Best practices for making your HVAC systems more efficient—and less costly
With the heating season in full swing, it’s a great time for facilities to address their HVAC needs and do something about rising energy bills, inefficiency, and temperature-specific concerns. With advancements in building automation systems, facility managers have an opportunity to capitalize on the digital age with rapid data collection and transmission. Software such as Energy Monitoring Control Systems (EMCS) or Fault Detection Diagnostics (FDD) can now easily gather input from equipment controls over boilers, chillers and variable speed drives, along with overall building automation systems. With all this centralized awareness and control, the energy usage of HVAC systems can, and should, be optimized by facility teams that prioritize proper function and efficiency.
Even though few companies take a proactive approach to optimizing their HVAC systems, proper care and maintenance can cut your HVAC costs, extend equipment life, improve comfort and maximize uptime. Facility operators can use the following best practices to confirm the system is operating at peak efficiency.
Understanding exactly how well your HVAC is functioning is essential to getting the most out of your building system. Start with obtaining informed measurements; use your EMCS and FDD to provide you with key insights into where electrical usage is occurring, and when demand reaches its peak. Consider sub-metering your HVAC systems if you currently have only a single utility meter point. These can capture timely and accurate data points, and provide alerts when components malfunction or burnout. Facility teams can then verify their systems are operating well across multiple building zones, and identify intervention opportunities to save energy and costs.
In addition, be sure to track the performance of the system overall and determine if there are any unusual fluctuations or deviances. It is vital to benchmark the facility’s energy usage and costs in relation to previous years’ performances, as well as comparable buildings, to determine an operational baseline for potential improvement. Over time, occupancy usage of spaces and schedules can change within a facility, causing certain system set-points, such as HVAC, to drift – and ultimately leading to increased energy consumption and cost. Completing this diagnostic process should allow you to identify how efficiently your system is operating, and provide the foundation for realistic and achievable strategies for saving energy.
Once you have identified the level of HVAC efficiency for your facility through accurate data and intelligent benchmarking, it is time to determine potential causes for your system’s sub-optimal energy performance. Bear in mind that these causes may vary widely from building to building. While many causes can quickly be determined through the EMCS and FDD software, some may require the help of experts to identify. Common causes of HVAC inefficiency include:
- Poor/irregular equipment maintenance
Even the most advanced HVAC systems and equipment require diligent and regular maintenance to perform at their best. For example, if components such as air filters are not regularly checked and changed, systems will perform up to 15% below peak efficiency.
- Sub-optimal control strategies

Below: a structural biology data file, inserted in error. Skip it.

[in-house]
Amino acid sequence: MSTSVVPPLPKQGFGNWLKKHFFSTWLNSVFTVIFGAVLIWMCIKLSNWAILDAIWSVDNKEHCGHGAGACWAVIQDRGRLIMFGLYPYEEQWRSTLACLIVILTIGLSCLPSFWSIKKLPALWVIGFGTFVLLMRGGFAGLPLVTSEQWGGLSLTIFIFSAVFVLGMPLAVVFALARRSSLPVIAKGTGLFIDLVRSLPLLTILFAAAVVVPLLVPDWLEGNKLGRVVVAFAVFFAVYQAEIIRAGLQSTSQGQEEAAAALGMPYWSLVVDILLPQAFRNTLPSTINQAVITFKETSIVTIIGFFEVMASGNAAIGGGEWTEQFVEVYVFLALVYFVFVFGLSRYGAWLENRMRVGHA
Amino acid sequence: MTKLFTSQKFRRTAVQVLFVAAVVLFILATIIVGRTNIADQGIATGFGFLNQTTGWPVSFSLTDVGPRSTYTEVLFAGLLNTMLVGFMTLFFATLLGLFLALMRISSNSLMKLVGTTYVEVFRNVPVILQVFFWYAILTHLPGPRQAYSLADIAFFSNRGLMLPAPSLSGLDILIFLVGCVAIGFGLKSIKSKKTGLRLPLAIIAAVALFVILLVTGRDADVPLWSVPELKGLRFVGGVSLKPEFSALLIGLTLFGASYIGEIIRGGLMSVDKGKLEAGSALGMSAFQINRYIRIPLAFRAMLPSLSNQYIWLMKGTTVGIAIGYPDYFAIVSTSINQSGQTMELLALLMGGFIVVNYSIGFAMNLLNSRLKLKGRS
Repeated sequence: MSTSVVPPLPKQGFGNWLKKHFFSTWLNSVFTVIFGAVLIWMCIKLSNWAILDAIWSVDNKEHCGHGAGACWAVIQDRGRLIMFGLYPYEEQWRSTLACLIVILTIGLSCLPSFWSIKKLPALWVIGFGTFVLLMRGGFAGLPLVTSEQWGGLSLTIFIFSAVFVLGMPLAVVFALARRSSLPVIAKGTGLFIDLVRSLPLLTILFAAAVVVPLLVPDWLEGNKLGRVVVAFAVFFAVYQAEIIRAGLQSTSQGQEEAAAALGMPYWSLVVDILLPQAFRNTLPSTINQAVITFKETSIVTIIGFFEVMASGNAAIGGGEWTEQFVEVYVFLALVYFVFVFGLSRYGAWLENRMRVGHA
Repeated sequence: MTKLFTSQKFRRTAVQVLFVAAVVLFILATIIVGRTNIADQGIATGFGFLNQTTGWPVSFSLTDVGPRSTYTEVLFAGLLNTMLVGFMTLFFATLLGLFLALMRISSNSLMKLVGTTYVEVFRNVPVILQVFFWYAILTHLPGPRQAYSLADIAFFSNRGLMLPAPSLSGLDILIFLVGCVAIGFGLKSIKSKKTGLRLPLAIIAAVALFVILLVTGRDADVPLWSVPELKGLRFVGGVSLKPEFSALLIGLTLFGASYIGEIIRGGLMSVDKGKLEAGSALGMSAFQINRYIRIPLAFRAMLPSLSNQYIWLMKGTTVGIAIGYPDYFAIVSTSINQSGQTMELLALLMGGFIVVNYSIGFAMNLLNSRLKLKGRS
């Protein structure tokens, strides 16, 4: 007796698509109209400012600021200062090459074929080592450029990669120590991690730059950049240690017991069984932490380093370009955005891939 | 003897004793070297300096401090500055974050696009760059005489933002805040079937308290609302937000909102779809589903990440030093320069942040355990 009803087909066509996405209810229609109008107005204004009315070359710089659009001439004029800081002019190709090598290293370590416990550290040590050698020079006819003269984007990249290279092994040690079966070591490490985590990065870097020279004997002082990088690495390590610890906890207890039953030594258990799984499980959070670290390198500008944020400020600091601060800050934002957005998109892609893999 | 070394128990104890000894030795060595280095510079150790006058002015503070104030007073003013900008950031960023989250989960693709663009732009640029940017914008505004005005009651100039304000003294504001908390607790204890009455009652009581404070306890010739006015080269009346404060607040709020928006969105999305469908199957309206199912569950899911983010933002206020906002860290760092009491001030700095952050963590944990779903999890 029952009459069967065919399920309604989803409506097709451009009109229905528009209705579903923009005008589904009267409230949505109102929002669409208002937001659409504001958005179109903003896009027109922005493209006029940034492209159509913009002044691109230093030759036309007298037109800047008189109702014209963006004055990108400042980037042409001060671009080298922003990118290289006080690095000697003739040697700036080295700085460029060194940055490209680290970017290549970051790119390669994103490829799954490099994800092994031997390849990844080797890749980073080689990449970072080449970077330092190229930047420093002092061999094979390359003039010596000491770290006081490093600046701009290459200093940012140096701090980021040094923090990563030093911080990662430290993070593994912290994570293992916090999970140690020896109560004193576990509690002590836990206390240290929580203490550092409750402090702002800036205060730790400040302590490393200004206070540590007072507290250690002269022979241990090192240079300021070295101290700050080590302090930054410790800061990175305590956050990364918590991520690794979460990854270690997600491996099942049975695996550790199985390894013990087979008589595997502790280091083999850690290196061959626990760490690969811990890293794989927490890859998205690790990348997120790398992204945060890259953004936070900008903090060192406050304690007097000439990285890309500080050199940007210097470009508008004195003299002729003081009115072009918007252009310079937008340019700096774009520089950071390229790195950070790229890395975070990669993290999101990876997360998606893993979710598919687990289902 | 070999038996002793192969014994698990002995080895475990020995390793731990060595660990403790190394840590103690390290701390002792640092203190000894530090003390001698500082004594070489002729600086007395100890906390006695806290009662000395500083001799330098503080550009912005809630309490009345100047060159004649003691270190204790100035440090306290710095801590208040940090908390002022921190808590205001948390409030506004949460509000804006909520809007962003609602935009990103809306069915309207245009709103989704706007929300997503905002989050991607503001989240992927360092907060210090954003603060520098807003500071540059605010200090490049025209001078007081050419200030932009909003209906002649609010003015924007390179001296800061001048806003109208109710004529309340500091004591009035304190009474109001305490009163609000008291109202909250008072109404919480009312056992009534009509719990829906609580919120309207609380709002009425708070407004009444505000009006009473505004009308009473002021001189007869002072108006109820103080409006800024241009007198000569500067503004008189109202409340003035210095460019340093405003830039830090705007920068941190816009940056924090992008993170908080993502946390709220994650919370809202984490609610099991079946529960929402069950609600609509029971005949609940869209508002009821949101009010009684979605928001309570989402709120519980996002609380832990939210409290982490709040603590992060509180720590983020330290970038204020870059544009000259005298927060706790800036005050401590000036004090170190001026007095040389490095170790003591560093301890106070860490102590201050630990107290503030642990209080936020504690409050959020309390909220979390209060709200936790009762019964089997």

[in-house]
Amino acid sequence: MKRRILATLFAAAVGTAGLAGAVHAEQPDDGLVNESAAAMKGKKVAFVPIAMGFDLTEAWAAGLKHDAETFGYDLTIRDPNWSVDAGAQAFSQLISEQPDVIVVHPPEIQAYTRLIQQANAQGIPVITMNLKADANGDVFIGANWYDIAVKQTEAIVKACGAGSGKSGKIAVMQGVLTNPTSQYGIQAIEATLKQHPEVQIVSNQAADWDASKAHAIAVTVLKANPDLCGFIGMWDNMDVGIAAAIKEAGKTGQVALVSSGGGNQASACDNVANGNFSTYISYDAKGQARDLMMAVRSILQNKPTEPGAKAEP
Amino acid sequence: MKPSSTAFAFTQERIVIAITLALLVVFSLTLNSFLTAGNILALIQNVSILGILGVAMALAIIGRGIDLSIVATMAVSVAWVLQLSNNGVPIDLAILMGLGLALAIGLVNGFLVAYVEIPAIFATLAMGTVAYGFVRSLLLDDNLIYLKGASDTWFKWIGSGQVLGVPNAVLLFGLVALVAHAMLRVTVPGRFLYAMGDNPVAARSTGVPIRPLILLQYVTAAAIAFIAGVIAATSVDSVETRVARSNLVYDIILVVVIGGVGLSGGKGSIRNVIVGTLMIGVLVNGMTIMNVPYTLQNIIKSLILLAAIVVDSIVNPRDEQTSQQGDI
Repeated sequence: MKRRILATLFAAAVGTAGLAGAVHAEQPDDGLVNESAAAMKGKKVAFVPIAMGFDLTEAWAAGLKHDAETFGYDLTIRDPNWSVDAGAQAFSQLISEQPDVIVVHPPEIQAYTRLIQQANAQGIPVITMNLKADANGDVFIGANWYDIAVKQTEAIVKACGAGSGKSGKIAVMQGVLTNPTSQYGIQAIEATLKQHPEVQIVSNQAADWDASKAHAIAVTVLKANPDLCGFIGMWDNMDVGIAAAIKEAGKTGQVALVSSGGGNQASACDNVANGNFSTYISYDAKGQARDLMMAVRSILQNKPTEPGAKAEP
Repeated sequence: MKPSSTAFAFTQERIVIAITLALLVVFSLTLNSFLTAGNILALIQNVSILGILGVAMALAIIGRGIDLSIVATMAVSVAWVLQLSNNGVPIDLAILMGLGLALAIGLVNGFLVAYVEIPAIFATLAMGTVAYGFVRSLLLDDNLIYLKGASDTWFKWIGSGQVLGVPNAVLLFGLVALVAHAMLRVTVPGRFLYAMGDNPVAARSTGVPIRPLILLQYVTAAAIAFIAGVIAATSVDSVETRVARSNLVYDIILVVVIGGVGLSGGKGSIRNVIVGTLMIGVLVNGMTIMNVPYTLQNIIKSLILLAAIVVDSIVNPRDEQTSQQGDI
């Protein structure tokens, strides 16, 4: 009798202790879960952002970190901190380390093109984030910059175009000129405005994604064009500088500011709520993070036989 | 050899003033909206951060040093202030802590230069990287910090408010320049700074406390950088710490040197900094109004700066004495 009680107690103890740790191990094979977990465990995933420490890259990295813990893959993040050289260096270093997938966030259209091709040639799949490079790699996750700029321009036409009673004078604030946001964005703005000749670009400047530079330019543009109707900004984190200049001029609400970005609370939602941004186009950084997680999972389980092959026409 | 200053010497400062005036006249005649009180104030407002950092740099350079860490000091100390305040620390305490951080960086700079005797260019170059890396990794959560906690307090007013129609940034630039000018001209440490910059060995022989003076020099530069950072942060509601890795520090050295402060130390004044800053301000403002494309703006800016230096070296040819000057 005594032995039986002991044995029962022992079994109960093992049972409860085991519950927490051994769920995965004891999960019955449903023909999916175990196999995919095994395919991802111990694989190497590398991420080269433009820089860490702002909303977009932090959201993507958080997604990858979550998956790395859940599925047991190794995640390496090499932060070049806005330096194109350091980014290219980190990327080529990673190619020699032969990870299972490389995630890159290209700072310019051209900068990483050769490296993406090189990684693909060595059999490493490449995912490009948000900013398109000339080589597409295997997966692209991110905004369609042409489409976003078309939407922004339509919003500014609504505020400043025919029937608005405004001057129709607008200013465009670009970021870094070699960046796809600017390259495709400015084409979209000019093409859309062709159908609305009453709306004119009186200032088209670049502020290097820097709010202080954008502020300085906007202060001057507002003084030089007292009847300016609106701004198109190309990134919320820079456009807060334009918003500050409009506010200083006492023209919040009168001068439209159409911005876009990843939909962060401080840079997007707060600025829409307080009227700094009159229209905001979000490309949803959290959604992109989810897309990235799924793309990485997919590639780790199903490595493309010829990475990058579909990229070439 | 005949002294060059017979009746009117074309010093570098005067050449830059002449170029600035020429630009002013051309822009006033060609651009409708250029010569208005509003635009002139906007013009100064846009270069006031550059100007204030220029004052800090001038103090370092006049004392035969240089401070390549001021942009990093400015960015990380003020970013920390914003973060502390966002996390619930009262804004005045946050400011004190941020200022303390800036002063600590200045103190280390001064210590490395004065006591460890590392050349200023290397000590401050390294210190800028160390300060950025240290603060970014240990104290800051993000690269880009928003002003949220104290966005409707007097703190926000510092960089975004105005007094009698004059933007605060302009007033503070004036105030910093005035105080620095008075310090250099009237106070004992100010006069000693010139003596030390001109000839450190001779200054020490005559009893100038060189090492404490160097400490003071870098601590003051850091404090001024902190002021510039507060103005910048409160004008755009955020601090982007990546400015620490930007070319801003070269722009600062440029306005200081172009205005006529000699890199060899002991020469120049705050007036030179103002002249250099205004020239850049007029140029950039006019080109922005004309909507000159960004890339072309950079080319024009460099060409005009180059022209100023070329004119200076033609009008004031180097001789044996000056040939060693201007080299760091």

Improperly programmed control systems, informed by poorly logged trends in HVAC energy use, can often account for a large amount of system inefficiency. Thoroughly identifying and addressing these factors may require the assistance of a Controls Contractor with expert knowledge of control sequences.
- Old equipment
Equipment nearing the end of its lifecycle may not be functioning as well as it once did, and may not benefit greatly from ordinary maintenance protocols. An old, poorly functioning piece of equipment may be costing a facility a great deal in terms of energy use and operating cost.
- Poor insulation / leaky ductwork, windows, and doors
Air escaping through windows and doors or along the building’s ductwork can cause systems to have to work harder to meet desired conditions throughout a facility. Leaks can be identified through a complete energy assessment, blower door test, visual inspection, and building pressurization test.
There is a variety of actions you can take to ensure HVAC systems are fully optimized. These actions can range in scale from replacing air filters and regular duct cleaning, to recommissioning the full system, all the way to replacing outdated equipment. The solutions will inherently depend on the unique needs of your facility and on the areas where it can be improved.
Having a regular energy audit performed by a third party can help you verify whether equipment is functioning properly and within energy parameters. Facility teams should implement a comprehensive maintenance regimen that addresses their specific HVAC system and is adaptable to changing operational needs. If the equipment is reaching the end of its useful lifespan of 15 to 20 years, it will be time for facility managers to evaluate it and prepare the business case for a replacement. At that point, it might also be wise to have an expert engineer or technician review the system for deficiencies. Connecting these steps to capital planning exercises can also ensure the facility has a solid plan for long-term cost consistency and reliability.
The financial benefits from diagnosing issues, identifying causes, and implementing solutions for the HVAC system cannot be overstated. Making these decisions today will go a long way toward improving your organization’s profitability and enhancing the satisfaction of your building’s occupants.